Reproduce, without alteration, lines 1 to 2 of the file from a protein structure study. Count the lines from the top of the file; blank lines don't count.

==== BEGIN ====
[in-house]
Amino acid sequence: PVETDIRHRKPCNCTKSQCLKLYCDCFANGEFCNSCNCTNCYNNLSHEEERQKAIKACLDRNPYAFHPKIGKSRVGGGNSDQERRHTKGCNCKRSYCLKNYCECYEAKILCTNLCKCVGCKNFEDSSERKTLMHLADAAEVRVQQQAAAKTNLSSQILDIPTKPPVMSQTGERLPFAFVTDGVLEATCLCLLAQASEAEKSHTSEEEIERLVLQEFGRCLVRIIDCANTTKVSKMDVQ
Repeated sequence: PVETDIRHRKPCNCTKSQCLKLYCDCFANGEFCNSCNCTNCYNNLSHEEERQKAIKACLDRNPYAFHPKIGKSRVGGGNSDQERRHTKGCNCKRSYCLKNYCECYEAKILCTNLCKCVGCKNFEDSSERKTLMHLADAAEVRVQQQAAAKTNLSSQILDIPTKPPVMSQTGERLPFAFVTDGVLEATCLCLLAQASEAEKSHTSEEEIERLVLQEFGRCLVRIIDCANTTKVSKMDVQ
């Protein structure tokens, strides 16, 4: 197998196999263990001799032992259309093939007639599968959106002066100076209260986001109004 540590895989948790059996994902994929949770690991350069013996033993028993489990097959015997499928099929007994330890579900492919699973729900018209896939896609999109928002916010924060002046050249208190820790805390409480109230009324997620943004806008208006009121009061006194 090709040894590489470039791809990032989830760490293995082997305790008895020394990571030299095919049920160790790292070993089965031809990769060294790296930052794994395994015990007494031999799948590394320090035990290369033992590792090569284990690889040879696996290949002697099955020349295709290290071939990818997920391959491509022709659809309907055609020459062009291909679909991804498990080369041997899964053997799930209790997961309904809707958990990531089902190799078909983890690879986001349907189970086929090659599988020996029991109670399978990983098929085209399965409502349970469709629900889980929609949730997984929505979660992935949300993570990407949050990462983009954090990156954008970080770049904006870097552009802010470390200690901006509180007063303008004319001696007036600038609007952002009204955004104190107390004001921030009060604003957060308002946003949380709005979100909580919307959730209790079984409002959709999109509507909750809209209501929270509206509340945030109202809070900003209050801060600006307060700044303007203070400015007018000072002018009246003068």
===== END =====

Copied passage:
[in-house]
Amino acid sequence: PVETDIRHRKPCNCTKSQCLKLYCDCFANGEFCNSCNCTNCYNNLSHEEERQKAIKACLDRNPYAFHPKIGKSRVGGGNSDQERRHTKGCNCKRSYCLKNYCECYEAKILCTNLCKCVGCKNFEDSSERKTLMHLADAAEVRVQQQAAAKTNLSSQILDIPTKPPVMSQTGERLPFAFVTDGVLEATCLCLLAQASEAEKSHTSEEEIERLVLQEFGRCLVRIIDCANTTKVSKMDVQ